SAN FRANCISCO An atheist who sued because he did not want his young daughter exposed to the words “under God” in the Pledge of Allegiance has filed another lawsuit this time with other parents.
Michael Newdow won his case more than two years ago before a federal appeals court, which said it was an unconstitutional blending of church and state for public school students to pledge to God.
In June, however, the U.S. Supreme Court tossed the case, Elk Grove Unified School Dist. v. Newdow, saying Newdow could not lawfully sue because he did not have custody of his elementary school-aged daughter, on whose behalf he sued, and because the girl’s mother objected to the suit.
In the latest challenge filed in Sacramento federal court on Jan. 3, eight co-plaintiffs have joined the suit, and all are custodial parents or the children themselves, Newdow said.
The plaintiffs’ names have been withheld from the suit.
“It’s because of the potential adverse impacts of having your name on a case like this. That’s why they are not named,” Newdow said yesterday in a telephone interview.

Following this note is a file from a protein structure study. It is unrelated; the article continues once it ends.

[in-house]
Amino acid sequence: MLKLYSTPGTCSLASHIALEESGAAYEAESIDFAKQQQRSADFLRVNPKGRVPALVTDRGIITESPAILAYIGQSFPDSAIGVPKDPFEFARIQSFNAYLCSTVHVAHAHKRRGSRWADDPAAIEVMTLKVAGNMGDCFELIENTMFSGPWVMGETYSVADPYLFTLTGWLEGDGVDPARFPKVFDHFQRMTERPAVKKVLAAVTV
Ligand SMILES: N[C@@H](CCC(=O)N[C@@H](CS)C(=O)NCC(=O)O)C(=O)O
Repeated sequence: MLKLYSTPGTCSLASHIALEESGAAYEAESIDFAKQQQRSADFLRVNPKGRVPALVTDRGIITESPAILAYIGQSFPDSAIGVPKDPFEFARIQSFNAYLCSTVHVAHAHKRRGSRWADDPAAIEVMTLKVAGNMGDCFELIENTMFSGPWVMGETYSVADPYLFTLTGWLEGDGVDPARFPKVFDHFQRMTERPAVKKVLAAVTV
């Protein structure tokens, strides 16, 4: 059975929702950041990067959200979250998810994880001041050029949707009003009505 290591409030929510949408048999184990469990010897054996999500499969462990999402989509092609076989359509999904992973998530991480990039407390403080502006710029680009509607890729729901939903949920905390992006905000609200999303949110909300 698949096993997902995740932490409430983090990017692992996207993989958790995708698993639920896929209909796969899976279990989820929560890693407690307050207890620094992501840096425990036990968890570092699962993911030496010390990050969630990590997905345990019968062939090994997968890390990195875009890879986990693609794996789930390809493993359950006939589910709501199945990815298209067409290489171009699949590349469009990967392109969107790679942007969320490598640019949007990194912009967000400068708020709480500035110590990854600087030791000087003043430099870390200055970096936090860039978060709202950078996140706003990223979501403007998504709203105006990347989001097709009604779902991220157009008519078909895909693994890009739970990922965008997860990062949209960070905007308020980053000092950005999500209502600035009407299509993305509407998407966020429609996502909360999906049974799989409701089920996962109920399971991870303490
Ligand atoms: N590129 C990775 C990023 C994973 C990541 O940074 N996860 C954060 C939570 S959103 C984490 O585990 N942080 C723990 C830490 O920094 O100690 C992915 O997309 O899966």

He had promised to refile when the Supreme Court dismissed his case this summer.
“I want this decided on its merits,” said Newdow, a doctor and a lawyer, who again is the attorney in the latest pledge case.
Scholars said Newdow’s odds of prevailing are slim.
When the Supreme Court tossed the case, three justices Chief Justice William H. Rehnquist and Justices Sandra Day O’Connor and Clarence Thomas made clear they would have upheld the religious reference Congress inserted into the pledge in 1954. A fourth justice, Antonin Scalia, removed himself from the case after making off-the-bench remarks that seemed to telegraph his view the pledge is constitutional.
The phrase “one nation under God” is more about ceremony and history than about religion, Rehnquist wrote. He likened the phrase to the motto “In God We Trust” on U.S. currency, and to the call that opens each session of the high court itself: “God save this honorable court.”
Vickram Amar, a constitutional scholar at Hastings College of the Law, said “This case starts with a 0-4 handicap from the Supreme Court’s point of view. Lower court judges are not going to be oblivious to that.”
No court date is set.
The case is Newdow v. Congress, 05-00017.